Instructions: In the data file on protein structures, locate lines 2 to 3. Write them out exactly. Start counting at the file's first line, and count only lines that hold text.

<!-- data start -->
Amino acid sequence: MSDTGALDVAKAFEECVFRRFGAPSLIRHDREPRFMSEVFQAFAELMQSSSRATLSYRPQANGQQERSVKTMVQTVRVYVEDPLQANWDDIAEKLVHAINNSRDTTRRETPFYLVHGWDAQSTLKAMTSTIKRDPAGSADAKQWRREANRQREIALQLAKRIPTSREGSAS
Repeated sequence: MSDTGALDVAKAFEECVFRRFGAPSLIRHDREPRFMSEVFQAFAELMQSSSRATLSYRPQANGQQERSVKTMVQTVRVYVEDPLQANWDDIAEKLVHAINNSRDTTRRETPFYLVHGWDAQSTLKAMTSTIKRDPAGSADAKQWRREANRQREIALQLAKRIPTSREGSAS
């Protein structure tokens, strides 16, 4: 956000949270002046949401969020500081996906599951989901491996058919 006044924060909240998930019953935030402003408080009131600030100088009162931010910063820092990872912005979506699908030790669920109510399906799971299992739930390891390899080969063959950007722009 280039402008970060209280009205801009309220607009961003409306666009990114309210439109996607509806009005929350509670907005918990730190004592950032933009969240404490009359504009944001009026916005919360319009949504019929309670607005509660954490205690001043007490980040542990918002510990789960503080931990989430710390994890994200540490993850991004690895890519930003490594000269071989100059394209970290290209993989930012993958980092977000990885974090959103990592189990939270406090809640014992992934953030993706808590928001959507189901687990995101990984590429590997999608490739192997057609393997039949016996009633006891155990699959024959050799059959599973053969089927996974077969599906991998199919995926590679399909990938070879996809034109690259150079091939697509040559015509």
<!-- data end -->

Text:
Repeated sequence: MSDTGALDVAKAFEECVFRRFGAPSLIRHDREPRFMSEVFQAFAELMQSSSRATLSYRPQANGQQERSVKTMVQTVRVYVEDPLQANWDDIAEKLVHAINNSRDTTRRETPFYLVHGWDAQSTLKAMTSTIKRDPAGSADAKQWRREANRQREIALQLAKRIPTSREGSAS
């Protein structure tokens, strides 16, 4: 956000949270002046949401969020500081996906599951989901491996058919 006044924060909240998930019953935030402003408080009131600030100088009162931010910063820092990872912005979506699908030790669920109510399906799971299992739930390891390899080969063959950007722009 280039402008970060209280009205801009309220607009961003409306666009990114309210439109996607509806009005929350509670907005918990730190004592950032933009969240404490009359504009944001009026916005919360319009949504019929309670607005509660954490205690001043007490980040542990918002510990789960503080931990989430710390994890994200540490993850991004690895890519930003490594000269071989100059394209970290290209993989930012993958980092977000990885974090959103990592189990939270406090809640014992992934953030993706808590928001959507189901687990995101990984590429590997999608490739192997057609393997039949016996009633006891155990699959024959050799059959599973053969089927996974077969599906991998199919995926590679399909990938070879996809034109690259150079091939697509040559015509």